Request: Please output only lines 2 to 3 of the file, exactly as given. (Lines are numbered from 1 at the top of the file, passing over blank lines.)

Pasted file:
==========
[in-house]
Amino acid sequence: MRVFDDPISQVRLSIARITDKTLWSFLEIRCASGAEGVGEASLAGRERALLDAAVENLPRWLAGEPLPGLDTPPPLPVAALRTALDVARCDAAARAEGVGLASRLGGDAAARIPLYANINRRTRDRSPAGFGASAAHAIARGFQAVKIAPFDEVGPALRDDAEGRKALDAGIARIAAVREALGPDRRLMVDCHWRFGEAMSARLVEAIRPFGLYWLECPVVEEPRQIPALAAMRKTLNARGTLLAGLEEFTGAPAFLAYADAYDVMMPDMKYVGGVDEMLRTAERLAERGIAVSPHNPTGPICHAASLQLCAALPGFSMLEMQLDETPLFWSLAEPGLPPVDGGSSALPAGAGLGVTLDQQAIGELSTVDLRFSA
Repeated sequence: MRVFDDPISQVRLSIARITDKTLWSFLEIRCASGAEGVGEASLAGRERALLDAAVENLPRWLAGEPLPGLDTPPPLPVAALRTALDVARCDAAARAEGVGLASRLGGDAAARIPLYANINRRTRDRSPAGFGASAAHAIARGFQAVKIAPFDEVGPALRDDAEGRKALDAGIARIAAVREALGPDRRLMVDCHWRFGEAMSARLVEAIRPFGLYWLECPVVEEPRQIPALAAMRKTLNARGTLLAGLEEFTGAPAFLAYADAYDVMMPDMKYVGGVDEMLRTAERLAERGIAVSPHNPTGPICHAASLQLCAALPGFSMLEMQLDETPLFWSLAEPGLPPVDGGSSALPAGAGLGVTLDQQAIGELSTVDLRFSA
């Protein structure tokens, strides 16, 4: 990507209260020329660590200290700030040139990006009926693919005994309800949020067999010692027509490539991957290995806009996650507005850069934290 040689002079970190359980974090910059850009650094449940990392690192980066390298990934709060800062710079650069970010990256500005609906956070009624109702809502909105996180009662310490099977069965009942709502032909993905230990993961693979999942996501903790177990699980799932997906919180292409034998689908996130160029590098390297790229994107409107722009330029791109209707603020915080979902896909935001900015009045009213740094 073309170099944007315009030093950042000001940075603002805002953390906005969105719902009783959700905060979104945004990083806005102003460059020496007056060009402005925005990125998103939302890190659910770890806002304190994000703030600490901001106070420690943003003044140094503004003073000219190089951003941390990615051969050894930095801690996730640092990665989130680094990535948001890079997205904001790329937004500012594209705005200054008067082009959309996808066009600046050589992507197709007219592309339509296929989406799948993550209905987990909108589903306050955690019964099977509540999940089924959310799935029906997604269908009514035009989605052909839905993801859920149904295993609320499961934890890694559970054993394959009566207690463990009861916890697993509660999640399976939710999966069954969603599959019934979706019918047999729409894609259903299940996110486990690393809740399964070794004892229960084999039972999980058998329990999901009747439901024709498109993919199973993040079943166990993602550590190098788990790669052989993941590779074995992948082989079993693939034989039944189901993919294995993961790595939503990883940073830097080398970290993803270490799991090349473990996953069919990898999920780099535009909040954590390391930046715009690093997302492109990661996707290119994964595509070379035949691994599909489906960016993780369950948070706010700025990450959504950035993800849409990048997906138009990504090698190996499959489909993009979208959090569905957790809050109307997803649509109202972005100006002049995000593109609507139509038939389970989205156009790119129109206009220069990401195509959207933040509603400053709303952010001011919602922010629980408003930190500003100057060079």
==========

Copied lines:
Amino acid sequence: MRVFDDPISQVRLSIARITDKTLWSFLEIRCASGAEGVGEASLAGRERALLDAAVENLPRWLAGEPLPGLDTPPPLPVAALRTALDVARCDAAARAEGVGLASRLGGDAAARIPLYANINRRTRDRSPAGFGASAAHAIARGFQAVKIAPFDEVGPALRDDAEGRKALDAGIARIAAVREALGPDRRLMVDCHWRFGEAMSARLVEAIRPFGLYWLECPVVEEPRQIPALAAMRKTLNARGTLLAGLEEFTGAPAFLAYADAYDVMMPDMKYVGGVDEMLRTAERLAERGIAVSPHNPTGPICHAASLQLCAALPGFSMLEMQLDETPLFWSLAEPGLPPVDGGSSALPAGAGLGVTLDQQAIGELSTVDLRFSA
Repeated sequence: MRVFDDPISQVRLSIARITDKTLWSFLEIRCASGAEGVGEASLAGRERALLDAAVENLPRWLAGEPLPGLDTPPPLPVAALRTALDVARCDAAARAEGVGLASRLGGDAAARIPLYANINRRTRDRSPAGFGASAAHAIARGFQAVKIAPFDEVGPALRDDAEGRKALDAGIARIAAVREALGPDRRLMVDCHWRFGEAMSARLVEAIRPFGLYWLECPVVEEPRQIPALAAMRKTLNARGTLLAGLEEFTGAPAFLAYADAYDVMMPDMKYVGGVDEMLRTAERLAERGIAVSPHNPTGPICHAASLQLCAALPGFSMLEMQLDETPLFWSLAEPGLPPVDGGSSALPAGAGLGVTLDQQAIGELSTVDLRFSA